In this fashion, it is observed in Table I that a total of six clock cycles are utilized to transfer a block of data 300 comprising four data lines DL into an internal buffer 530, 540 in the I/O ASIC 50. However, from the viewpoint of the multiprocessor bus 10, and with reference back to FIG. 2, it is seen that data residing in memory 20 is delivered directly from memory onto the data portion 10a of bus 10 and directly into the I/O ASIC circuit 50 without any delays for error detection and correction. This arrangement in providing the error detection correction to occur on the I/O ASIC circuit 50 significantly speeds up the operation of the bus 10 in comparison to conventional approaches.
In FIG. 7, the timing for a READ from the bus 10 into the I/O ASIC 50 is shown. The SHIFT signal appearing on line 560c is shown corresponding to the frequency of the bus clock (as shown in FIG. 2, the I/O ASIC 50 is interconnected to the clock 40). A block of data 300a is shown on the bus 10 in time intervals 1-4 (as shown in FIG. 4). The data, as it appears in register one is shown in time intervals 2-5, the data as it appears in register zero is shown in time intervals 3-6 and the data being delivered into a buffer 330 or 340 is shown in time intervals 4-7.
It is to be expressly understood that the next block of data 300b can be delivered into another device such as processor Pn in the next transfer on bus 10 at the bandwidth of the high performance bus 10. Because the I/O ASIC 50 is processing data block 300a, it cannot receive data block 300b. However, from the position of bus 10, the data block 300a is transferred to I/O ASIC 50 at the bandwidth of the bus and one clock cycle later data block 300b can be transferred to another device.
In FIG. 6, the FIFO-ECC circuit 500 transfers a block of data 300 from the I/O ASIC 50 to the system bus 10 in the following fashion.
Sixty-four bits of a line of data are delivered from an internal buffer 530 or 540 on the Internal Data bus 520b to the input 2:1 multiplexer 600. The input multiplexer 600 is configured by means of a proper signal on lead 560b from the Internal Control bus 560 to convert the input of multiplexer 600 to receive the internal data. This data is then delivered directly into register one 610 by means of a shift signal on 560c from bus control and address circuit 550. The sixty-four bit output of register one is delivered on lines 612 to the check bit generator 650 which generates a new check bit field for the data. The check bit field is delivered on line 652 to the check bit field of register zero 620. During the next clock cycle, a sixty-four bit line of data is delivered from register one into register zero by activation of shift 560c. Hence, at this point, register zero includes the sixty-four bits of data as well as the new check bit field for the data generated by check bit generator 650.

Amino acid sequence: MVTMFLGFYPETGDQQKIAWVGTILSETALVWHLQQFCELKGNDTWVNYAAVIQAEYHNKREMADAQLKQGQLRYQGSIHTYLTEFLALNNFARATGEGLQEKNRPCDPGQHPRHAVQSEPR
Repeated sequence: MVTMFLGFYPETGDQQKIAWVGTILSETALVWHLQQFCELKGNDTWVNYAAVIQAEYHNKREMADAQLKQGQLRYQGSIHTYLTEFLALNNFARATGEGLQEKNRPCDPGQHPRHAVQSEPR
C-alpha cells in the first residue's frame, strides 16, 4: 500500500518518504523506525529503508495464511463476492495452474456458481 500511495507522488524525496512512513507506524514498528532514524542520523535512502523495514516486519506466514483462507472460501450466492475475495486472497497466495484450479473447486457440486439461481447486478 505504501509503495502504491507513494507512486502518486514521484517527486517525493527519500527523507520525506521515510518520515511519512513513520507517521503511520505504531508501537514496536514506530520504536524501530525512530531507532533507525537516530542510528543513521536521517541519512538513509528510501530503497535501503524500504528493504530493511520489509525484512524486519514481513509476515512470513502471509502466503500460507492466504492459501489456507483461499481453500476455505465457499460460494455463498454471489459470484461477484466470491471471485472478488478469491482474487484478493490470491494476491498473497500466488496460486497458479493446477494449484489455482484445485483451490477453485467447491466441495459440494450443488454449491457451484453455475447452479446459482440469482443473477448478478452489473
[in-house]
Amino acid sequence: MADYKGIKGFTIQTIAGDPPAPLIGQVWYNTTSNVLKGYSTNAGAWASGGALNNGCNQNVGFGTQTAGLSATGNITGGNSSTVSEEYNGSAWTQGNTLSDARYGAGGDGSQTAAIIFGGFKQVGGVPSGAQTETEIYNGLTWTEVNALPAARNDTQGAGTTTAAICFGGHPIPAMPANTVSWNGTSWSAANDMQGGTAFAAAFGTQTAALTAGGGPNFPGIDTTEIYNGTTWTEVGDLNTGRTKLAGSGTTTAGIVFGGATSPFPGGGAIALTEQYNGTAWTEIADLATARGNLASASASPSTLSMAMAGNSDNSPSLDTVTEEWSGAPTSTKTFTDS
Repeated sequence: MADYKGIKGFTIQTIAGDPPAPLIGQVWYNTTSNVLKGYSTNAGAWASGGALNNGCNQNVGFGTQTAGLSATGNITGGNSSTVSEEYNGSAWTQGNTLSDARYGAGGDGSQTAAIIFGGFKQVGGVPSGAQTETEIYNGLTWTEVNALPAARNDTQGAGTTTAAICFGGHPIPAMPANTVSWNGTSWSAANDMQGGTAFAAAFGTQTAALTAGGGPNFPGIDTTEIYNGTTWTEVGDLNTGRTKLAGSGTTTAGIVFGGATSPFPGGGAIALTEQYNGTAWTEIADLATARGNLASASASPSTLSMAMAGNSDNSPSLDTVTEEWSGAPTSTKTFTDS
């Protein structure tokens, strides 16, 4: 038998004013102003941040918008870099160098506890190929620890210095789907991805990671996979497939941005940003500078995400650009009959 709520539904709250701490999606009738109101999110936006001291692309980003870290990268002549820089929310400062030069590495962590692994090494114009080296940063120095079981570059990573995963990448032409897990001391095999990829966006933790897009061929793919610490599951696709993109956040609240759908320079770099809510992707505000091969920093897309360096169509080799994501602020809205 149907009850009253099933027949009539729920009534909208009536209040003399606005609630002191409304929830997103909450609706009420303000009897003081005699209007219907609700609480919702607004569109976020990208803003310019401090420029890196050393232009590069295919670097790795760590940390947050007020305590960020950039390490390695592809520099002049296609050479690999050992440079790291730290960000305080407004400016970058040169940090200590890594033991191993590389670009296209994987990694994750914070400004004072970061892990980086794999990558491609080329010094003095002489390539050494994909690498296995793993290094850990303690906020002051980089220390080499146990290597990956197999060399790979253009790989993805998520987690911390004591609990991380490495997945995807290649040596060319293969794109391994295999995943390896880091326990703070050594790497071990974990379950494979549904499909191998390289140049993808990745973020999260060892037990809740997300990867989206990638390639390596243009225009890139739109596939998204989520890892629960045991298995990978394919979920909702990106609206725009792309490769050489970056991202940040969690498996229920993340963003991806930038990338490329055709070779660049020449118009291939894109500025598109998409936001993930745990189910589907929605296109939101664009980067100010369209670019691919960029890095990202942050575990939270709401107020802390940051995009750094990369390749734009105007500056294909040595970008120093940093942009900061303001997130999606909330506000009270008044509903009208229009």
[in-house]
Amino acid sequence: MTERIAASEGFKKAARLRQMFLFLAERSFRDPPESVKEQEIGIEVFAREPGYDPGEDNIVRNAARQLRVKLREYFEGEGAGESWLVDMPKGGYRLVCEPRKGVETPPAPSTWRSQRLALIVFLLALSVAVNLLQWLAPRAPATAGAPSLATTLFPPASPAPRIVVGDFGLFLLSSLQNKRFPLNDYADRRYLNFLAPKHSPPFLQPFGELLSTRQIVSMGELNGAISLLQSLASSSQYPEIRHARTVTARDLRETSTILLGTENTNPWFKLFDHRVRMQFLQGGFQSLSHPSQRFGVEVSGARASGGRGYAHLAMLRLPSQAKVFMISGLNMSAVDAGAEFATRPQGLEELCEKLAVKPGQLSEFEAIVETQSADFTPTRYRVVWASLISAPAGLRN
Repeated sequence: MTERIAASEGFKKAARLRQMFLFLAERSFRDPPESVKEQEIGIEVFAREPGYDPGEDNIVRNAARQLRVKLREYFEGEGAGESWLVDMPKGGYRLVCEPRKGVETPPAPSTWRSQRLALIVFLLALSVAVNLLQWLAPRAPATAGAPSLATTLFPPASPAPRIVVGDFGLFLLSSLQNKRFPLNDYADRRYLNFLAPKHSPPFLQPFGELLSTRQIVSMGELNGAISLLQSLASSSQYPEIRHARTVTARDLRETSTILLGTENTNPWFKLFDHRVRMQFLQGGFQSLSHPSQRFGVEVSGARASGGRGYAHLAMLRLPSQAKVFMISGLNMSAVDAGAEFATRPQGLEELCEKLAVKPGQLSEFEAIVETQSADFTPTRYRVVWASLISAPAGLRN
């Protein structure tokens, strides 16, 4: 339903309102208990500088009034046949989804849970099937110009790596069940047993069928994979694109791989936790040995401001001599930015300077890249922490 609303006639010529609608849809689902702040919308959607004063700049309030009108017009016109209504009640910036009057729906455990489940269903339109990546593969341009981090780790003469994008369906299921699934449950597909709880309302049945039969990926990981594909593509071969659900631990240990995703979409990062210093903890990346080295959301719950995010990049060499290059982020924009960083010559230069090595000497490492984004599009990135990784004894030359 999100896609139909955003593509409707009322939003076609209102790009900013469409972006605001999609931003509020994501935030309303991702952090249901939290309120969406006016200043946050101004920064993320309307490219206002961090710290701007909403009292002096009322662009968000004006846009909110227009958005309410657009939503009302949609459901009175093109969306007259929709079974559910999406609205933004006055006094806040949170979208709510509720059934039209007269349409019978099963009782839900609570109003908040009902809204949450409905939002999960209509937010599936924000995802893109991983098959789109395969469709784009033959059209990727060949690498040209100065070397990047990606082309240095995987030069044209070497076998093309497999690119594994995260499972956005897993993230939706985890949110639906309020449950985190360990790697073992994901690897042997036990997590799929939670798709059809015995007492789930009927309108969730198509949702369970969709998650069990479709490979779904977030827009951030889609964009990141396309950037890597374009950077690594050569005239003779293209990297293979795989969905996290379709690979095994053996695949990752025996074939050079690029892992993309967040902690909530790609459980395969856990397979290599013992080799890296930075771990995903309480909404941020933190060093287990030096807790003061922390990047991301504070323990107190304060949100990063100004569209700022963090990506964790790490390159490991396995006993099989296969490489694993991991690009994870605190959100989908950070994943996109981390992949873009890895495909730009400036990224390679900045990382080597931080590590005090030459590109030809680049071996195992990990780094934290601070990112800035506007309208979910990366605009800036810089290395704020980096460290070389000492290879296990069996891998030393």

The data in register zero is then delivered into a latch circuit 630 as well as the corresponding check bit information. The output of latch 630 is delivered over bus 632 to the 2:1 output multiplexer 640 which is under control of signal 560e. The output of the output multiplexer 640 is delivered on bus 642 through the pad logic 602 and onto the bus 10a.
The timing for the above described bus WRITE is shown in FIG. 8. Again, the bus clock 40 produces the clock signals defining the time intervals which, as shown, occur in time intervals 1-8. The SHIFT signal is a series of pulses commencing with time interval 2, ending in time interval 7 and corresponding to the frequency of the bus clock. The shift signals are generated on lead 560c by circuit 550. The data from a block buffer 530 or 540 is delivered on Internal Data bus 520b to the input multiplexer 600. At the first SHIFT signal in time interval 2, the DL0 data is gated into register one 610. At the second SHIFT signal at time interval 3, the DL0 data is gated into register zero 620. Between time intervals 2 and 3, the check bit field is generated by circuit 650 and is gated by the second SHIFT pulse at time interval 3 into the check bit field of register zero. Latch circuit 630 is gated by the inversion of the SHIFT pulse which occurs during the second half of time interval 3 so that at time interval 4, the first line of data is gated onto the bus 10a. The gate output enable signal 800 appearing on lead 560a is shown in FIG. 8 to start at the inversion of the SHIFT cycle in the third time interval. Likewise, the gate output enable on lead 560a is disabled at 810 which is at the start of time interval 8.
In FIG. 9, the block buffers 540 for the SCSI and Ethernet I/O data buses connected to SEbus 72c is shown. With reference to FIGS. 5, 6, and 9, it can be observed that as a block of data leaves the FIFO-ECC circuit 500, at the bandwidth of the multiprocessor bus 10 of the present invention, it is delivered onto the internal data bus 520 of the I/O ASIC 50. In the preferred embodiment, the block of data can be delivered into one of two sets of block buffers --the VMEbus block buffers 530 or the SCSI/Ethernet block buffers 540. In FIG. 9, the two block buffers for SCSI and Ethernet are shown as elements 920a and 920b.
The block of data on internal data bus 520a is delivered into gate 930 which selectively gates the data into buffers 920. For example, when data is being delivered on internal data bus 520a, the bus control and address circuit 550 and managers 570 and 580 deliver control signals over bus 560, as shown in FIG. 9, for line select, read (SCSI), write (SCSI), read (Ethernet), and write (Ethernet). For example, if the SCSI block buffer 920a is selected, the WRITE strobe is activated and the LINE SELECT signal gates in, line-by-line, each of the four lines in the block of data into buffer 920a. This is shown in FIG. 7 with the LINE SELECT series of pulses. This corresponds to the frequency of the bus clock. Hence, it can be observed that the data as it passes through the FIFO-ECC circuit 500 is delivered into either the SCSI or Ethernet block buffer 920 at the bandwidth of bus 10 based upon the appropriate activation of central lines 560.